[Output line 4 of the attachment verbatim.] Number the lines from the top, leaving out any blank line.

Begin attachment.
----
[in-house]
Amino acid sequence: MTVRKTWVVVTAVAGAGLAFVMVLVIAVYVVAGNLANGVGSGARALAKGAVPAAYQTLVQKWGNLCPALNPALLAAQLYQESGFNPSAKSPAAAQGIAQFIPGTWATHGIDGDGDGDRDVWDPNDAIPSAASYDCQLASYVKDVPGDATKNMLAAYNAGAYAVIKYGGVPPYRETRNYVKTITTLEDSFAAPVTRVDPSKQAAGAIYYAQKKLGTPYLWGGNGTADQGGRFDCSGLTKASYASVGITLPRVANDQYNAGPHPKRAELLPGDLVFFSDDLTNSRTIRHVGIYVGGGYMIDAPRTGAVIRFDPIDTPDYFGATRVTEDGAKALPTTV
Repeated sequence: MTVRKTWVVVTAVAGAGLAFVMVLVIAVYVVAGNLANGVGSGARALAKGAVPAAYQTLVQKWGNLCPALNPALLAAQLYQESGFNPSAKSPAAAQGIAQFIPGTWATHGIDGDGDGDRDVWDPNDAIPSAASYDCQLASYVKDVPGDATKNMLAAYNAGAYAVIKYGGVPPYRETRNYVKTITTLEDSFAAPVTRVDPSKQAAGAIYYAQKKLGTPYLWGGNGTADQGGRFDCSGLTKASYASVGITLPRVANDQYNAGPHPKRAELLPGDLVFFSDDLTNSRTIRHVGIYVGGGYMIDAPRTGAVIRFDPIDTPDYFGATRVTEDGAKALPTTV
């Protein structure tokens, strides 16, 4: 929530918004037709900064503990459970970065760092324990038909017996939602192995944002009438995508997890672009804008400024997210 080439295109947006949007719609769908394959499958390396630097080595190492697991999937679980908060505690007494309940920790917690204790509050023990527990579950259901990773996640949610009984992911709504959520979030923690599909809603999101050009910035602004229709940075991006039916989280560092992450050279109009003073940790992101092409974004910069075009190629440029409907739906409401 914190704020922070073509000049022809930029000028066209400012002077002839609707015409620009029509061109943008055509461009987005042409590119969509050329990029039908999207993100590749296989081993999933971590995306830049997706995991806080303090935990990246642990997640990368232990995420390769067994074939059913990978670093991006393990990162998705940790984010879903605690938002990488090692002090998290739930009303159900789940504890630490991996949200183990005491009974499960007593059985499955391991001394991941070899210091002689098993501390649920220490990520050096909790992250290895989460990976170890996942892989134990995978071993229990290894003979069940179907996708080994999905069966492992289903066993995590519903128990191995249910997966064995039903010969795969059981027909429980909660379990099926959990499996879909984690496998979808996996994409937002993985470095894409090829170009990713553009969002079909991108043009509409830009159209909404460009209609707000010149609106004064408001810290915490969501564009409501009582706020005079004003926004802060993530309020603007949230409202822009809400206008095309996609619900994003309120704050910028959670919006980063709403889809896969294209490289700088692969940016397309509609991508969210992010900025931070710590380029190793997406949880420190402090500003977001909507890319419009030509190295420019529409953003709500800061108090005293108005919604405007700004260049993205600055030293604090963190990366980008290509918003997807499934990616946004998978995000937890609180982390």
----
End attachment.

């Protein structure tokens, strides 16, 4: 929530918004037709900064503990459970970065760092324990038909017996939602192995944002009438995508997890672009804008400024997210 080439295109947006949007719609769908394959499958390396630097080595190492697991999937679980908060505690007494309940920790917690204790509050023990527990579950259901990773996640949610009984992911709504959520979030923690599909809603999101050009910035602004229709940075991006039916989280560092992450050279109009003073940790992101092409974004910069075009190629440029409907739906409401 914190704020922070073509000049022809930029000028066209400012002077002839609707015409620009029509061109943008055509461009987005042409590119969509050329990029039908999207993100590749296989081993999933971590995306830049997706995991806080303090935990990246642990997640990368232990995420390769067994074939059913990978670093991006393990990162998705940790984010879903605690938002990488090692002090998290739930009303159900789940504890630490991996949200183990005491009974499960007593059985499955391991001394991941070899210091002689098993501390649920220490990520050096909790992250290895989460990976170890996942892989134990995978071993229990290894003979069940179907996708080994999905069966492992289903066993995590519903128990191995249910997966064995039903010969795969059981027909429980909660379990099926959990499996879909984690496998979808996996994409937002993985470095894409090829170009990713553009969002079909991108043009509409830009159209909404460009209609707000010149609106004064408001810290915490969501564009409501009582706020005079004003926004802060993530309020603007949230409202822009809400206008095309996609619900994003309120704050910028959670919006980063709403889809896969294209490289700088692969940016397309509609991508969210992010900025931070710590380029190793997406949880420190402090500003977001909507890319419009030509190295420019529409953003709500800061108090005293108005919604405007700004260049993205600055030293604090963190990366980008290509918003997807499934990616946004998978995000937890609180982390």